Road Trip Guide - Page 46 - 5 must sees in Birmingham

Road Trip Guide
- Page 46
5 must sees in Birmingham
Discover the quintessential U.S. South

By Kerri Westenberg
Minneapolis Star Tribune

I am wandering inside the Pizitz Food Hall, past grand pillars, under a soaring ceiling, trying to decide what to have for lunch. In the center of the sleek space, a colorful tower of bottles rises behind a marble bar, where at midday, small groups of people are enjoying cocktails. I settle on Nepalese dumplings, which have won out over Israeli falafel, Ethiopian injera, Vietnamese banh mi and something a tad more traditional around here: Southern biscuits.

This dining experience — a collection of globally inspired food vendors in a repurposed 1923 department store — is not what I expected to find in downtown Birmingham, Ala.

I lived in this Southern city more than a decade ago and back then, about the only dumplings in town were bready and came atop chicken stew. They certainly were not the ginger- and veggie-filled steamed pockets that I had for lunch. Downtown was sleepy and the food scene leaned toward barbecue and meat-and-threes, cafeterias where patrons decide which trio of sides they’d like with their protein.

Birmingham—part Southern charm, part chilling past — strikes me as the perfect city for exploring the quintessential American South. Atlanta? Too sprawling. New Orleans reflects its own unique history. In Memphis, music dominates. But Birmingham strikes just the right notes, and it’s evolving in surprising ways.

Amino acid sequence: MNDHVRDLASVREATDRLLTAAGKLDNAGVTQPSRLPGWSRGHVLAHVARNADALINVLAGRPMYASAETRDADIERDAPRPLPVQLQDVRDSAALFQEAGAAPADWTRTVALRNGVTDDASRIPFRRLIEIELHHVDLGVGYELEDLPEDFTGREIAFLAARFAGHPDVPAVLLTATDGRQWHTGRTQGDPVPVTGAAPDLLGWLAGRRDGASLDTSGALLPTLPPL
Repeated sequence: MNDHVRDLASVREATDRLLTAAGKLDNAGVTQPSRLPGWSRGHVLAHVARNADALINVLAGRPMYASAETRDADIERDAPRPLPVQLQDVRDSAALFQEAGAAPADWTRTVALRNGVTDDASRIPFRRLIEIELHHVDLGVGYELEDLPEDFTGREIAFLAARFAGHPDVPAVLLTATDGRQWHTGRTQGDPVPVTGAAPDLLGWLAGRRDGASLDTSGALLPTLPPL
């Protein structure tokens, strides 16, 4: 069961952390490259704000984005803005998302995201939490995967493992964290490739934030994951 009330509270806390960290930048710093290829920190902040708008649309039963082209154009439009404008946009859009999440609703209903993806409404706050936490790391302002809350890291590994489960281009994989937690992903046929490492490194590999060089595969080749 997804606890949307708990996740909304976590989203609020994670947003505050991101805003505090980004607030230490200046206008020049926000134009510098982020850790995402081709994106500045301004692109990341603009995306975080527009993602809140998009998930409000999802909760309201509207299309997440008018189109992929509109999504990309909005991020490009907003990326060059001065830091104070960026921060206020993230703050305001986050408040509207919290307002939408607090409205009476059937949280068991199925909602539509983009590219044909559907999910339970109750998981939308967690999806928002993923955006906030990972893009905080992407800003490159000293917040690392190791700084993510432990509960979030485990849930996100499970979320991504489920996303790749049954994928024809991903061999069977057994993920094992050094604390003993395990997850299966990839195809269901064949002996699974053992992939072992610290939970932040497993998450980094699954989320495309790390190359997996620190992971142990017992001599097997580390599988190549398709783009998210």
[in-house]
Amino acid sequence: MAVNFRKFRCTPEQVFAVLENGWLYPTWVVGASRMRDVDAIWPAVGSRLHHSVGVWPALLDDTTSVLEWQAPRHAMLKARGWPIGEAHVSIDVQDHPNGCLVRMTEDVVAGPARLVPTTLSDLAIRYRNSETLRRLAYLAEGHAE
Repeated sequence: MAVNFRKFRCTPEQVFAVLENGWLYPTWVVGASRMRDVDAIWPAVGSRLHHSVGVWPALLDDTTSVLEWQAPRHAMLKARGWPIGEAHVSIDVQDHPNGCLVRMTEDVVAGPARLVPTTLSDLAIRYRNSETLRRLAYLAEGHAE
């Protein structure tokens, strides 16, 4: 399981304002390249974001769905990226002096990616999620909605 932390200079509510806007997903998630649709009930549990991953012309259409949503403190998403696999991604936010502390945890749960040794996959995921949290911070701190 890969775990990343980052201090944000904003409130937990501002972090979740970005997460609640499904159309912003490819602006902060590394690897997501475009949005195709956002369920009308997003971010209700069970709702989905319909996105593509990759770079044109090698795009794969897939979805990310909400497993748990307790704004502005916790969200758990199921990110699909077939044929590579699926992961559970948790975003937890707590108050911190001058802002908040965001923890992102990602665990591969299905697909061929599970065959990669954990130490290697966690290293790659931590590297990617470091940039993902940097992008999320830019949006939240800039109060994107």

The city of 217,000 is compact and easy to navigate. The vibrant food and cultural scenes reflect its standing as Alabama’s largest city. In the foothills of the Appalachian Mountains, the landscape is hilly, splashed with the kinds of flowering trees and bushes that epitomize the South.

Most significantly, the city played a pivotal, and tragic, role in raising the country’s consciousness of the struggle for equality. This is a city where visitors can steep themselves in that gritty history.

On the main airport access road, a historical marker stands beside a chain-link fence. Gravestones dot the ground behind it, some majestic with winged angels rising into the sky, some simple stone blocks sinking into the ground. “This cemetery is the final resting place of three of the four young girls killed in the September 15, 1963, church bombing of the 16th Street Baptist Church,” it begins, and then names the three, who were in the church basement for Sunday school: Addie Mae Collins, Cynthia Wesley and Carole Robertson (Denise McNair was the fourth victim, buried elsewhere). Planes overhead cast shadows as I read.

Back in the car, a piece of Minnesota propelled my drive into town. Prince’s “Controversy” blared from the radio: “I wish there was no black and white, I wish there were no rules.”

Here are five must-sees for your own visit to the city, Prince soundtrack optional.

1. Birmingham Civil Rights National Monument
Everyone’s first stop should be the Birmingham Civil Rights District, which